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Focus On Menahem Mendel Beilis

On July 21, 1911, Menahem Mendel Beilis, a Russian army veteran, father of five, and superintendent of the Zaitsev brick factory in Kiev, was arrested for the murder of Andriy Yushchinskyi, a thirteen-year-old boy who had disappeared the previous March and whose mutilated body was later found in the vicinity of the Zaitsev factory. For the next two years, while Beilis sat in jail, a blood libel against the Jewish community was waged in the Russian press accusing Beilis and other Jews of practicing the ritual murder of Christian children. At the same time, Beilis’s case became a cause célèbre in Russia and around the world, bringing attention to the persistence of antisemitism in the Russian Empire. In 1913, after a trial lasting just over a month, Beilis was acquitted of all charges. Following the trial Beilis became an international celebrity, though he chose to avoid the limelight, emigrating from Russia to Ottoman-ruled Palestine and later to the United States, where he died in Saratoga Springs, New York, on July 7, 1934.

אויסגעקליבן Handpicked Claire Breger-Belsky

Person with short hair and glasses smiling, black and white.

Each month, the Yiddish Book Center asks a member of our staff or a friend to select favorite stories, books, interviews, or articles from our online collections. This month, we’re excited to share with you picks by Claire Breger-Belskythe 2023–24 translation and bibliography fellow at the Yiddish Book Center.

“Cribside: A Dramatization of Life in Politics,” Yente Serdatsky, translated by Jessica Kirzane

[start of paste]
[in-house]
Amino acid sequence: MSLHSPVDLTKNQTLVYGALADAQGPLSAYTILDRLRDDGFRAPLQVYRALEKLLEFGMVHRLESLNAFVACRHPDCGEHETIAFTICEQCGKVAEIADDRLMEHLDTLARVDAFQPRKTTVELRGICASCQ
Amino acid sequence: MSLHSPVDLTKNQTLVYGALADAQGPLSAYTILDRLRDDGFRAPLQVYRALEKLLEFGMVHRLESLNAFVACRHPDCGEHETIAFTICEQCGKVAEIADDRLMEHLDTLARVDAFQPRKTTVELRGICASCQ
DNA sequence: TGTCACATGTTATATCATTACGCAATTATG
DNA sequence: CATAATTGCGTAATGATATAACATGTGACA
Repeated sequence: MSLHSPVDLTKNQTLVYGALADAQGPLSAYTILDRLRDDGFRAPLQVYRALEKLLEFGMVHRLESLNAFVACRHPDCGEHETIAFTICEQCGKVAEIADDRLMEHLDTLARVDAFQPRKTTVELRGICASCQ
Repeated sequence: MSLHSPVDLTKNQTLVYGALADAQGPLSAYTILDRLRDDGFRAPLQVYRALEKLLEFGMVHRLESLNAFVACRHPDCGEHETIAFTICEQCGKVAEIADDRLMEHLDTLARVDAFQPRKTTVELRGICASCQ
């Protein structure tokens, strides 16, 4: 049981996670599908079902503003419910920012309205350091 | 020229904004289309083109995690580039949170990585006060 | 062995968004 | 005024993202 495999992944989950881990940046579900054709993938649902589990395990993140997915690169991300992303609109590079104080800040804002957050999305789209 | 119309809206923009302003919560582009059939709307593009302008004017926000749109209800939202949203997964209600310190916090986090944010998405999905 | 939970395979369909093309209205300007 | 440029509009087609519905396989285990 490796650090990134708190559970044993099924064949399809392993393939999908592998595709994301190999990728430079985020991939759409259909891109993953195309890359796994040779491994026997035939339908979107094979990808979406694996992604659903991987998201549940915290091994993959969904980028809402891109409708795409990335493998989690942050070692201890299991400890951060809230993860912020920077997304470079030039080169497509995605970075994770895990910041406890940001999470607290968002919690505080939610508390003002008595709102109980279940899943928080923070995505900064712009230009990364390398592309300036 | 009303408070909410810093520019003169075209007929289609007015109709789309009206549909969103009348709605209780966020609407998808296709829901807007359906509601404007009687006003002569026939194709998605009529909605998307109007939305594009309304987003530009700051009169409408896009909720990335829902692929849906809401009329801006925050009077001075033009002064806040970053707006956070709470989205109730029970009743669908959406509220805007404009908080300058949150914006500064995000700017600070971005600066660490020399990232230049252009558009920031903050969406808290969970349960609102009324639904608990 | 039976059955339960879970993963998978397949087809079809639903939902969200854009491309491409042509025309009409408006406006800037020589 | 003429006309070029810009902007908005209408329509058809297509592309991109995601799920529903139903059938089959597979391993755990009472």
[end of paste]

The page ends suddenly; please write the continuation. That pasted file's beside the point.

This short dramatization by Yente Serdatsky balances interpersonal relationships with sharp societal critiques. It’s a fascinating, insightful, and sad scene, and I find myself focusing on something different every time I read it: the language, the translation, the political dimension, the gender politics, the relationships between the characters, or the shape of the action. And as someone with a background in theater, I’m always excited to see more Yiddish drama—especially by women—appear in English translation.

Der alter fun Lompaduni, by Yuri Suhl, illustrated by William Gropper

This slim collection of five children’s stories by Yuri Suhl, illustrated by William Gropper, has been one of my favorite books in our collection since I first saw it. Published in Wrocław, Poland, in 1948, the text of each story is printed in a different color, and bold, vibrant illustrations stretch across its pages. (My personal favorites: the starry sky spread across pages 4 and 5 and the personified letters of the alef-beys, brought to life on pages 52–54.)

Celia Dropkin’s Paintings

Recently, I’ve been reading about Yiddish artist Ray Faust, whose work is exhibited here at the Center. Though Faust is primarily known for her visual art, I’ve been particularly interested in her writing and how it connects to her painting. This article about Celia Dropkin’s paintings is in some ways the inverse case: I hadn’t known that Dropkin, best known as a poet, was also a painter. I love this glimpse into the breadth of Dropkin’s creative work beyond her writing—and, of course, the chance to see paintings themselves, and to imagine them in relation to the poems they accompanied.

Literary evening with Rokhl Korn

When I was an intermediate Steiner student, I worked with the Frances Brandt recordings for my internship project and realized how incredible a resource they are. I love going to poetry readings, and it’s wonderful that through these recordings I have the chance to listen to Yiddish poets and writers reading their own work, to hear how they understood the cadences of their writing. This particular recording—a night in honor of the publication of Rokhl Korn’s 1977 poetry collection Farbitene vor (A Changing Reality)—is one of a handful featuring Rokhl Korn reading her lovely, striking poetry, and it’s been segmented into titled tracks by poem, so you can track down what she’s reading and follow along.

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